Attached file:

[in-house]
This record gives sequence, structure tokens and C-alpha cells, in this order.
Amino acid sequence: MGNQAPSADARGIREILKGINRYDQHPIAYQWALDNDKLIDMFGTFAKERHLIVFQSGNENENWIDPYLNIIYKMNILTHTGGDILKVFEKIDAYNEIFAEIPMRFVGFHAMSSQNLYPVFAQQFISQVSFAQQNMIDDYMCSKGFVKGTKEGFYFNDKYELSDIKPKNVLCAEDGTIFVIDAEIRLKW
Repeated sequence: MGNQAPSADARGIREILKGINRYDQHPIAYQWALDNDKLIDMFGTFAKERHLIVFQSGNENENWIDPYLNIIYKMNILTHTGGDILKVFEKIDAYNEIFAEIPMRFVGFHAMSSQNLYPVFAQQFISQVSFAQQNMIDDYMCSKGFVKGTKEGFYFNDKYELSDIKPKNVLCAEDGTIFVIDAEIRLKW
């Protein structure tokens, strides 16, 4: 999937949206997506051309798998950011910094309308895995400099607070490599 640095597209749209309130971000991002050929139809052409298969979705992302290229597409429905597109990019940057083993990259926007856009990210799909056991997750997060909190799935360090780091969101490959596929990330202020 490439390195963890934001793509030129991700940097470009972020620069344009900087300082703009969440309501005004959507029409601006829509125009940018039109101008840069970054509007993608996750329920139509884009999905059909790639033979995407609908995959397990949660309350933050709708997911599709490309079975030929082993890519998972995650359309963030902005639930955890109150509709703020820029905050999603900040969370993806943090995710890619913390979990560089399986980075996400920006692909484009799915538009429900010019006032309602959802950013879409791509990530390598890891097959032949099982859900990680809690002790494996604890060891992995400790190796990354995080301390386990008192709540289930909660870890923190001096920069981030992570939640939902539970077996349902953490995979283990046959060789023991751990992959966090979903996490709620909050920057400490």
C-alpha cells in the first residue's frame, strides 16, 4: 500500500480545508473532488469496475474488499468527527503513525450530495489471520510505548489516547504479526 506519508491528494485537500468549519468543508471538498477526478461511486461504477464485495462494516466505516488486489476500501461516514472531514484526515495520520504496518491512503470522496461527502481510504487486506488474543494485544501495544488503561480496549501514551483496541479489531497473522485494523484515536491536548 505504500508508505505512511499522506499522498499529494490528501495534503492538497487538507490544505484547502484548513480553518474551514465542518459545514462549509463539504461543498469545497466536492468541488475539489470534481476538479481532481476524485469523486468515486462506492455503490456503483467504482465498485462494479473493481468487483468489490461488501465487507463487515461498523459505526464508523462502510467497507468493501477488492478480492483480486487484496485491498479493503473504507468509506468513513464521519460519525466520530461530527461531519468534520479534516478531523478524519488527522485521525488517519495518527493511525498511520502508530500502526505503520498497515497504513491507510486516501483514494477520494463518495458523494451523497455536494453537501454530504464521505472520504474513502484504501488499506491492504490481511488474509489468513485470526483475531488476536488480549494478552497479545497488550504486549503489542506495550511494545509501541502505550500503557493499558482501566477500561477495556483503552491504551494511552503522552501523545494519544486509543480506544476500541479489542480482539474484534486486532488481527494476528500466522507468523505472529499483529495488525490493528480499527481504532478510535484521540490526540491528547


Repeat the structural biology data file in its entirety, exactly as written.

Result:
[in-house]
This record gives sequence, structure tokens and C-alpha cells, in this order.
Amino acid sequence: MGNQAPSADARGIREILKGINRYDQHPIAYQWALDNDKLIDMFGTFAKERHLIVFQSGNENENWIDPYLNIIYKMNILTHTGGDILKVFEKIDAYNEIFAEIPMRFVGFHAMSSQNLYPVFAQQFISQVSFAQQNMIDDYMCSKGFVKGTKEGFYFNDKYELSDIKPKNVLCAEDGTIFVIDAEIRLKW
Repeated sequence: MGNQAPSADARGIREILKGINRYDQHPIAYQWALDNDKLIDMFGTFAKERHLIVFQSGNENENWIDPYLNIIYKMNILTHTGGDILKVFEKIDAYNEIFAEIPMRFVGFHAMSSQNLYPVFAQQFISQVSFAQQNMIDDYMCSKGFVKGTKEGFYFNDKYELSDIKPKNVLCAEDGTIFVIDAEIRLKW
């Protein structure tokens, strides 16, 4: 999937949206997506051309798998950011910094309308895995400099607070490599 640095597209749209309130971000991002050929139809052409298969979705992302290229597409429905597109990019940057083993990259926007856009990210799909056991997750997060909190799935360090780091969101490959596929990330202020 490439390195963890934001793509030129991700940097470009972020620069344009900087300082703009969440309501005004959507029409601006829509125009940018039109101008840069970054509007993608996750329920139509884009999905059909790639033979995407609908995959397990949660309350933050709708997911599709490309079975030929082993890519998972995650359309963030902005639930955890109150509709703020820029905050999603900040969370993806943090995710890619913390979990560089399986980075996400920006692909484009799915538009429900010019006032309602959802950013879409791509990530390598890891097959032949099982859900990680809690002790494996604890060891992995400790190796990354995080301390386990008192709540289930909660870890923190001096920069981030992570939640939902539970077996349902953490995979283990046959060789023991751990992959966090979903996490709620909050920057400490």
C-alpha cells in the first residue's frame, strides 16, 4: 500500500480545508473532488469496475474488499468527527503513525450530495489471520510505548489516547504479526 506519508491528494485537500468549519468543508471538498477526478461511486461504477464485495462494516466505516488486489476500501461516514472531514484526515495520520504496518491512503470522496461527502481510504487486506488474543494485544501495544488503561480496549501514551483496541479489531497473522485494523484515536491536548 505504500508508505505512511499522506499522498499529494490528501495534503492538497487538507490544505484547502484548513480553518474551514465542518459545514462549509463539504461543498469545497466536492468541488475539489470534481476538479481532481476524485469523486468515486462506492455503490456503483467504482465498485462494479473493481468487483468489490461488501465487507463487515461498523459505526464508523462502510467497507468493501477488492478480492483480486487484496485491498479493503473504507468509506468513513464521519460519525466520530461530527461531519468534520479534516478531523478524519488527522485521525488517519495518527493511525498511520502508530500502526505503520498497515497504513491507510486516501483514494477520494463518495458523494451523497455536494453537501454530504464521505472520504474513502484504501488499506491492504490481511488474509489468513485470526483475531488476536488480549494478552497479545497488550504486549503489542506495550511494545509501541502505550500503557493499558482501566477500561477495556483503552491504551494511552503522552501523545494519544486509543480506544476500541479489542480482539474484534486486532488481527494476528500466522507468523505472529499483529495488525490493528480499527481504532478510535484521540490526540491528547